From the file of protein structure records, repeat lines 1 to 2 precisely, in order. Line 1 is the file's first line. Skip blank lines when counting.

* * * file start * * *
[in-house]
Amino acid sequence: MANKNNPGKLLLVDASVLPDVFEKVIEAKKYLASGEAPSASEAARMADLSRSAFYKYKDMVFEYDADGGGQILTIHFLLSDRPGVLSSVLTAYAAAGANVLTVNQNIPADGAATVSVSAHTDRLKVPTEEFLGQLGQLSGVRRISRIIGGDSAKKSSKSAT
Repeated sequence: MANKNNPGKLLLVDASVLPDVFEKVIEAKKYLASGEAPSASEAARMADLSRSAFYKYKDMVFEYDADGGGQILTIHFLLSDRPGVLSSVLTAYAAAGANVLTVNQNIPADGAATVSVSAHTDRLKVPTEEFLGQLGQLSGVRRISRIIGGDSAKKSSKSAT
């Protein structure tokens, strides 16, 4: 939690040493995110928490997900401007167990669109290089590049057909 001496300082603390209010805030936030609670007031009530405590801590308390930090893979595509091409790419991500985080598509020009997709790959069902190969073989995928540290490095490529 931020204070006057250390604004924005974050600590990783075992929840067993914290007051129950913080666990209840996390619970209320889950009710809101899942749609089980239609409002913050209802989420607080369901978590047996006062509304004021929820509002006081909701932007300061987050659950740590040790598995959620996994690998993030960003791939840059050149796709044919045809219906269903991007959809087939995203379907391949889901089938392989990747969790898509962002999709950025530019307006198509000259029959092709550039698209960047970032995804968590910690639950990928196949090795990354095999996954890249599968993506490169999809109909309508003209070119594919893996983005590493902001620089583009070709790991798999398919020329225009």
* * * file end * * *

[in-house]
Amino acid sequence: MANKNNPGKLLLVDASVLPDVFEKVIEAKKYLASGEAPSASEAARMADLSRSAFYKYKDMVFEYDADGGGQILTIHFLLSDRPGVLSSVLTAYAAAGANVLTVNQNIPADGAATVSVSAHTDRLKVPTEEFLGQLGQLSGVRRISRIIGGDSAKKSSKSAT